One of the best indicators of the quality of a law school is the quality of lawyers it produces. Beginning next week, we’ll list on superlawyers.com the law schools that produce the most lawyers on each of our state lists, beginning with Florida. This state-by-state approach sets us apart from the U.S. News & World Report rankings which are compiled using a national survey. They “rank” the top 100 schools in the nation. But the rest of the schools are simply placed into two tiers and are not ranked within those tiers.
This is great for comparing a Harvard to a Yale, but what about all those state and regional law schools -- how do they stack up against each other? For many -- if not most -- law school applicants, the choice is not which law school in America to attend, but which law school in a particular state to attend. For these applicants, our state rankings will be particularly useful. Our rankings will also shed more light on all those excellent state and regional schools that don’t receive much attention in the U.S. News & World Report rankings.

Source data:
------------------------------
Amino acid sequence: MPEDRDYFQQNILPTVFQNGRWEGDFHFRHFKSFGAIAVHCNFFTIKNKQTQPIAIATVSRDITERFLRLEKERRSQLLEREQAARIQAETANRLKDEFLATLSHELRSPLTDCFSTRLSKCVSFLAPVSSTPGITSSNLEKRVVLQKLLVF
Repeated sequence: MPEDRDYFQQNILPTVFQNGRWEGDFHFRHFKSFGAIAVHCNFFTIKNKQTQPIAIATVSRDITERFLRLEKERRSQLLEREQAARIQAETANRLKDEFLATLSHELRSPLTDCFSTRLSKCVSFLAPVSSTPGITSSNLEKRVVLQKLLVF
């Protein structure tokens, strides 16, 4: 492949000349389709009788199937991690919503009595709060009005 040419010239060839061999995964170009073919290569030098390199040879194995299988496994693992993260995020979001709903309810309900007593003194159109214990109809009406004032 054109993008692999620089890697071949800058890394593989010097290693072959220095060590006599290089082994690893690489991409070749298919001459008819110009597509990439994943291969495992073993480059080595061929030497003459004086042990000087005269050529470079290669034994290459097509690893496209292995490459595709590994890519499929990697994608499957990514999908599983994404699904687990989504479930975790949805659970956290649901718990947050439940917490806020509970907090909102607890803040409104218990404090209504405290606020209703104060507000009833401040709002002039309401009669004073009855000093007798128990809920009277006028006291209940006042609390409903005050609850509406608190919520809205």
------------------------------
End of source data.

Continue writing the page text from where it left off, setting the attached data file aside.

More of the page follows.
So stay tuned as we roll out our lists of top law schools by state.
Alaska is the latest state to approve the use of one’s Super Lawyers selection in advertising.
State bar association Ethics Opinion 2009-2, states in part:
Lawyers and law firms may refer to a listing in Super Lawyers, Best Lawyers, or another commercial professional ranking so long as the reference includes the publication name, date, and the practice area, if one was specified, in which the lawyer was ranked or selected.